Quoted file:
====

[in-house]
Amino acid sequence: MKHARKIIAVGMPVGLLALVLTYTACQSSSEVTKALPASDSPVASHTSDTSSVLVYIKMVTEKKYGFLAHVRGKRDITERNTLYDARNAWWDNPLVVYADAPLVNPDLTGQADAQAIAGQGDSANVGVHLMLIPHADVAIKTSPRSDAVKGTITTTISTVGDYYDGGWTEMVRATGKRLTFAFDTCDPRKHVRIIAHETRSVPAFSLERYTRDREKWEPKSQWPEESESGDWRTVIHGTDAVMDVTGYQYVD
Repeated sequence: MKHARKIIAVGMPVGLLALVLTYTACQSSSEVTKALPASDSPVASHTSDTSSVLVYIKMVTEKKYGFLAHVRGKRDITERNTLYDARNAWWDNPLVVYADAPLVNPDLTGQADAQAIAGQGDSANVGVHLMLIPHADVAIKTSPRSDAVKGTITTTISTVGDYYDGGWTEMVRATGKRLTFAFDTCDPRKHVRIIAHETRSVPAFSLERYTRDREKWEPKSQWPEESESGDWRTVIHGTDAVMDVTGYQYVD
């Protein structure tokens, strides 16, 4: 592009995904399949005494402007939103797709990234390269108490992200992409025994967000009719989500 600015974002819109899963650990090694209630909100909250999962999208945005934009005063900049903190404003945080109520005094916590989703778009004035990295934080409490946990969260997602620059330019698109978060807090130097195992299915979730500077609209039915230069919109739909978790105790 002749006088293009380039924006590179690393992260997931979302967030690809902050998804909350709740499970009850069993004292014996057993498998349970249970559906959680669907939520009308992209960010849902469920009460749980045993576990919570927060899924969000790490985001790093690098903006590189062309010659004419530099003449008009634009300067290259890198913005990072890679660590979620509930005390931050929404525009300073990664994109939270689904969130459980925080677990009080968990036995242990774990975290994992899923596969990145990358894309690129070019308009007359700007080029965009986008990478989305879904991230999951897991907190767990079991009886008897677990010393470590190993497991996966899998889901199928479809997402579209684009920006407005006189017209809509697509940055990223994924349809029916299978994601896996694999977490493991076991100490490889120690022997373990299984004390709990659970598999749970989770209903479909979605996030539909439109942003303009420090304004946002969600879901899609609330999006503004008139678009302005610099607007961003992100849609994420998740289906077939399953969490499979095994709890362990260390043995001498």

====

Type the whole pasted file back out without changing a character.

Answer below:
[in-house]
Amino acid sequence: MKHARKIIAVGMPVGLLALVLTYTACQSSSEVTKALPASDSPVASHTSDTSSVLVYIKMVTEKKYGFLAHVRGKRDITERNTLYDARNAWWDNPLVVYADAPLVNPDLTGQADAQAIAGQGDSANVGVHLMLIPHADVAIKTSPRSDAVKGTITTTISTVGDYYDGGWTEMVRATGKRLTFAFDTCDPRKHVRIIAHETRSVPAFSLERYTRDREKWEPKSQWPEESESGDWRTVIHGTDAVMDVTGYQYVD
Repeated sequence: MKHARKIIAVGMPVGLLALVLTYTACQSSSEVTKALPASDSPVASHTSDTSSVLVYIKMVTEKKYGFLAHVRGKRDITERNTLYDARNAWWDNPLVVYADAPLVNPDLTGQADAQAIAGQGDSANVGVHLMLIPHADVAIKTSPRSDAVKGTITTTISTVGDYYDGGWTEMVRATGKRLTFAFDTCDPRKHVRIIAHETRSVPAFSLERYTRDREKWEPKSQWPEESESGDWRTVIHGTDAVMDVTGYQYVD
């Protein structure tokens, strides 16, 4: 592009995904399949005494402007939103797709990234390269108490992200992409025994967000009719989500 600015974002819109899963650990090694209630909100909250999962999208945005934009005063900049903190404003945080109520005094916590989703778009004035990295934080409490946990969260997602620059330019698109978060807090130097195992299915979730500077609209039915230069919109739909978790105790 002749006088293009380039924006590179690393992260997931979302967030690809902050998804909350709740499970009850069993004292014996057993498998349970249970559906959680669907939520009308992209960010849902469920009460749980045993576990919570927060899924969000790490985001790093690098903006590189062309010659004419530099003449008009634009300067290259890198913005990072890679660590979620509930005390931050929404525009300073990664994109939270689904969130459980925080677990009080968990036995242990774990975290994992899923596969990145990358894309690129070019308009007359700007080029965009986008990478989305879904991230999951897991907190767990079991009886008897677990010393470590190993497991996966899998889901199928479809997402579209684009920006407005006189017209809509697509940055990223994924349809029916299978994601896996694999977490493991076991100490490889120690022997373990299984004390709990659970598999749970989770209903479909979605996030539909439109942003303009420090304004946002969600879901899609609330999006503004008139678009302005610099607007961003992100849609994420998740289906077939399953969490499979095994709890362990260390043995001498």